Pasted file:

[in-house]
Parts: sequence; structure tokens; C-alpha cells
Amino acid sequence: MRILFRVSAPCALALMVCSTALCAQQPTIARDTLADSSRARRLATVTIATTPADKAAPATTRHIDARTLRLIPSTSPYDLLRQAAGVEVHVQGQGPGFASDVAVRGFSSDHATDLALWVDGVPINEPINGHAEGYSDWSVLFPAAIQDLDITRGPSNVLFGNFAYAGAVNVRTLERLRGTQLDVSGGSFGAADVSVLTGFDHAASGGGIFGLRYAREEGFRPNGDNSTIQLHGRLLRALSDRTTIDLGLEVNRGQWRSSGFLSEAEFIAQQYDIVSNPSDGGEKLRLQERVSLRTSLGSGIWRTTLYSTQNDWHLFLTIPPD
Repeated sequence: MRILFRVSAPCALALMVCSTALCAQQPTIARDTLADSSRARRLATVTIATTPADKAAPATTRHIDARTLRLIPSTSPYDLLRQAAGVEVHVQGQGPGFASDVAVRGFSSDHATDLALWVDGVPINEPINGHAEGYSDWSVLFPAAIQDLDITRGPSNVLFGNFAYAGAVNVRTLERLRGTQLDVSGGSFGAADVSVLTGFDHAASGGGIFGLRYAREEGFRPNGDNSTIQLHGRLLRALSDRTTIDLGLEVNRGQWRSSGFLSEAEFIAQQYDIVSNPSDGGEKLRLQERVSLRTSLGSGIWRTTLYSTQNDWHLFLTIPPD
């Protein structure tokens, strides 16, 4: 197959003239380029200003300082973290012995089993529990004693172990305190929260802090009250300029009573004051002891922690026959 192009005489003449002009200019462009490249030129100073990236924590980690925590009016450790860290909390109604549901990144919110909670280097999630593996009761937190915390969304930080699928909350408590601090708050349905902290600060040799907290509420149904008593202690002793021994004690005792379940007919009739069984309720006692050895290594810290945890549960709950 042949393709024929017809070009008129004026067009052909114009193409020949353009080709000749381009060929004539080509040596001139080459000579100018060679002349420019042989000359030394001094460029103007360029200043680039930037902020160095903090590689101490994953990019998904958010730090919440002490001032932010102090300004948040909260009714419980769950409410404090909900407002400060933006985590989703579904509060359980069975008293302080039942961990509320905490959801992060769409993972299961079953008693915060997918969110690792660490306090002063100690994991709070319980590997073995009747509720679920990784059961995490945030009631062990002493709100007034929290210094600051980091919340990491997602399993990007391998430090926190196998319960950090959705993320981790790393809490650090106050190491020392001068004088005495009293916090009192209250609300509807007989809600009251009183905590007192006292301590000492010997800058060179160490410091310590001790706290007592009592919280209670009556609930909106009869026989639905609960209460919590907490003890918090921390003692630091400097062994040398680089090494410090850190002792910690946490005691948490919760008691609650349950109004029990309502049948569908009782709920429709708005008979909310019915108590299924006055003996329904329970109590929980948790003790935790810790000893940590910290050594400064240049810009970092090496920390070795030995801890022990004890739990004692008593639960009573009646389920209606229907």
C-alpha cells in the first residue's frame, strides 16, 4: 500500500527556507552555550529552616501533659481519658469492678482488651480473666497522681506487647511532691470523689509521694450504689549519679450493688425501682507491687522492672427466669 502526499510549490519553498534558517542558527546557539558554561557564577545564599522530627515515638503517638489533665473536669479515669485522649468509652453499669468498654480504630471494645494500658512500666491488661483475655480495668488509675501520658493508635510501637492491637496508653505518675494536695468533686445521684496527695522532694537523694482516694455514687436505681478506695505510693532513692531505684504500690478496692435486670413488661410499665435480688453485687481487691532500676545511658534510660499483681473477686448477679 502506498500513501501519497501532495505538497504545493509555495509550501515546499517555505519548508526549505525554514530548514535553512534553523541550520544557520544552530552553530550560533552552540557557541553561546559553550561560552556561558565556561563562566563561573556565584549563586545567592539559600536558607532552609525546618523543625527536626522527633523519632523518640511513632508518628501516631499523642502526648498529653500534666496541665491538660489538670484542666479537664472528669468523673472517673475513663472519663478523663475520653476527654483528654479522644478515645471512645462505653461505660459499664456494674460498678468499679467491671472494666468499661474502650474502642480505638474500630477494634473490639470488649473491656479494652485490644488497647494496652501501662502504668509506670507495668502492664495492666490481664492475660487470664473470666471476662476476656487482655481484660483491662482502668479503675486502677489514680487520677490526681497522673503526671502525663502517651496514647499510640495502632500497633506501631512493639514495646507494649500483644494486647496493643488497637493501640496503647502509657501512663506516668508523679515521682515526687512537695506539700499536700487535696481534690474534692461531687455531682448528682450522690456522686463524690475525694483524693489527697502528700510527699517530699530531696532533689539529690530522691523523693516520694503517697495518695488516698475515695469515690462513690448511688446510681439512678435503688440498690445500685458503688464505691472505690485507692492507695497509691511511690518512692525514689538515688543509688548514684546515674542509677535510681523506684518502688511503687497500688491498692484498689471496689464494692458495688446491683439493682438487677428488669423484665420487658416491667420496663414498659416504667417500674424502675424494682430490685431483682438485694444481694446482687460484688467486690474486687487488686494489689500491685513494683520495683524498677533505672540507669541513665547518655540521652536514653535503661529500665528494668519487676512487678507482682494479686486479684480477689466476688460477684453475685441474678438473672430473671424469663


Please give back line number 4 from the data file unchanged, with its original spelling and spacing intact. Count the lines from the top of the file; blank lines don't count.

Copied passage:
Repeated sequence: MRILFRVSAPCALALMVCSTALCAQQPTIARDTLADSSRARRLATVTIATTPADKAAPATTRHIDARTLRLIPSTSPYDLLRQAAGVEVHVQGQGPGFASDVAVRGFSSDHATDLALWVDGVPINEPINGHAEGYSDWSVLFPAAIQDLDITRGPSNVLFGNFAYAGAVNVRTLERLRGTQLDVSGGSFGAADVSVLTGFDHAASGGGIFGLRYAREEGFRPNGDNSTIQLHGRLLRALSDRTTIDLGLEVNRGQWRSSGFLSEAEFIAQQYDIVSNPSDGGEKLRLQERVSLRTSLGSGIWRTTLYSTQNDWHLFLTIPPD